Sometimes though, employees and employers can part ways on less than ideal terms, and in these cases it can be prudent to take much quicker and decisive action over their IT access. Disgruntled employees may try to cause disruption on their way out by moving or deleting files. Corporate espionage is a term we've all heard because it happens. Sometimes employees want to steal corporate data, and a lot of the time this happens on their way out.
To be clear, these scenarios are not everyday occurrences for most businesses, but if you were to find yourself in this position, it's likely that you'd want a way to limit any potential damage by severing an employee's IT access quickly. That's why we offer an emergency offboarding service, with the option to freeze, or completely sever an employee's access to their device, files, and emails with urgency.
When an employee leaves, it's common for them to hand in their laptop and their phone, and then on their last day IT will disable their access to all the systems they have oversight of, like emails and file shares. Often though, there can be other services that are in use, that can be overlooked.
HubSpot is a great example, with a lot of companies using it to support their sales and marketing. Even if a user no longer has access to their emails after they've left, if their account is still active in HubSpot, and they know their password, they'll still be able to login and use the system. At worst, this could lead to malicious actions from ex-employees, stealing lists of customers, or even sending bogus email campaigns using their old account. Just as likely, is the chance for mistakes. A saved login in a browser can easily lead to a post from the wrong social media account.
This is a difficult one to combat, because teams within organisations can sign up to any number of services to help them do their jobs, without thinking about the potential consequences above. Really, it's up to an organisation to keep track of the third party services staff are using, so that a complete offboarding procedure can be defined that covers every place there might be company data. Single sign on (or SSO) makes this job easier, allowing an employer (or their IT company) to revoke logins across any third party services that support sign in this way.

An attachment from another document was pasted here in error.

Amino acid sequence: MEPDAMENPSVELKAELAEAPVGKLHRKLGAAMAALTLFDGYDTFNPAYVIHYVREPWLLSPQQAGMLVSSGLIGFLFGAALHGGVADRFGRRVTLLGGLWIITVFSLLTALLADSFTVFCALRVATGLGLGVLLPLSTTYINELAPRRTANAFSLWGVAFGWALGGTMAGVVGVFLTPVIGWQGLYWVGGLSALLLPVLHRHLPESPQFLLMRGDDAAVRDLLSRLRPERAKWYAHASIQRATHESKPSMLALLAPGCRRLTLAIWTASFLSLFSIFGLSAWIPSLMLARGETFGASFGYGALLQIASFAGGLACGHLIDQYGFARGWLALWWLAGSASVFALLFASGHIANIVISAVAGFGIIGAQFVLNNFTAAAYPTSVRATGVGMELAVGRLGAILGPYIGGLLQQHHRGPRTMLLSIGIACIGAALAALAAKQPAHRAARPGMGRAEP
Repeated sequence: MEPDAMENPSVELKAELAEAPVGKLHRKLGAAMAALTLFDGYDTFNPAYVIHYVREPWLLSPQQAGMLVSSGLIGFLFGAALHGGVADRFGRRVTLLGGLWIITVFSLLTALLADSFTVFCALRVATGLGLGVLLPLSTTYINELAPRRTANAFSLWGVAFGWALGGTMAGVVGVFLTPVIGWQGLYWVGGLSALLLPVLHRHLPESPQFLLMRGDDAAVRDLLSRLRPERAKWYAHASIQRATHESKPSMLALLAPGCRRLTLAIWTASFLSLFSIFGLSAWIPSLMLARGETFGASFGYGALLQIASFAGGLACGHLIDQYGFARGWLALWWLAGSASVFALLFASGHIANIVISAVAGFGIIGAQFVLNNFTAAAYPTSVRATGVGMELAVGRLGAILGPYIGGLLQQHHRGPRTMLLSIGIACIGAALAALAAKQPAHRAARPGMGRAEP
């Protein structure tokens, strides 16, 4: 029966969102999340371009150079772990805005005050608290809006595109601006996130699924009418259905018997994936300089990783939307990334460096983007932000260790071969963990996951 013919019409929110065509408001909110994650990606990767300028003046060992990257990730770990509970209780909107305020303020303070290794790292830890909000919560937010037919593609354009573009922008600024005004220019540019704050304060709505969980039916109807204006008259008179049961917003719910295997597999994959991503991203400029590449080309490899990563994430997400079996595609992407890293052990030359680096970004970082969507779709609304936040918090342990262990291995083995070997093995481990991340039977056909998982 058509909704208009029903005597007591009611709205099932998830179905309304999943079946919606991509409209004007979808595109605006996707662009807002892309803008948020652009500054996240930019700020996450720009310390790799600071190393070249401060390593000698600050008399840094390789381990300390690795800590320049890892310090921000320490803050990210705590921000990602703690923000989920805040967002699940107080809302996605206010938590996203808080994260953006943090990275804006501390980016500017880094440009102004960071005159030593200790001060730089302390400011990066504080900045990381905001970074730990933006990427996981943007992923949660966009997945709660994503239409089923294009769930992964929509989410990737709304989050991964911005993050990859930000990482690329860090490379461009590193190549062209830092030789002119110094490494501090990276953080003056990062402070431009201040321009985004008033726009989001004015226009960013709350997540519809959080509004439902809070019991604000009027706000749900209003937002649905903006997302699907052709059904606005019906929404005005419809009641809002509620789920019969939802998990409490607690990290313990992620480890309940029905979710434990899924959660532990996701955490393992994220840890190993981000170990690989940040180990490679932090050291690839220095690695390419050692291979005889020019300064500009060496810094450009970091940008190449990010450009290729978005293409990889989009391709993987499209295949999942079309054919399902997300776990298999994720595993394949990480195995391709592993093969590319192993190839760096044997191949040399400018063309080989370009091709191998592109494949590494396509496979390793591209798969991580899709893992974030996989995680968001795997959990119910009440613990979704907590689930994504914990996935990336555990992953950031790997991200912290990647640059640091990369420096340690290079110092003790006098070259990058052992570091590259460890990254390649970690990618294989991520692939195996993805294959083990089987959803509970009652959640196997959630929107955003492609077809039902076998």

Far too often we come across companies that either have stacks of old company laptops sitting on shelves, or companies that pay Waste Electrical Recycling firms to come and collect laptops previously assigned to old employees. It doesn't have to be like this. By far the most economical, and environmentally friendly option is to repurpose equipment for staff. As long as a laptop or phone is in good condition, is adequately specced, and fully functional there's no reason not to. With the right device management policies in place, wiping a device and making it as good as new for a new employee is a simple task.
So our tip here is to consider your waste, and whether you might be able to reduce it by repurposing hardware when staff leave.
These are just five basic tips that we think apply to every organisation. In reality, your staff offboarding and onboarding processes need to be tailored to your organisation, and strategic thought about how IT fits in, and how IT can help needs to be applied.
As part of our Managed IT Service we offer that strategic input, and we ensure that when staff come and go, they do so in a way that's smooth, efficient, and secure. If you'd like to find out more about how we can improve the processes at your organisation, why not book an IT assessment? It's a free report that demonstrates exactly how Impelling can improve the IT at your organisation.
Ed Hardie, DirectorEd's background is in software engineering, and while he still chips in with the odd bit of code for some automation here and there, these days his focus is across the business as a whole. He heads up the marketing team, oversees day to day operations, and advises our customers on their IT strategy. Read more posts by Ed Hardie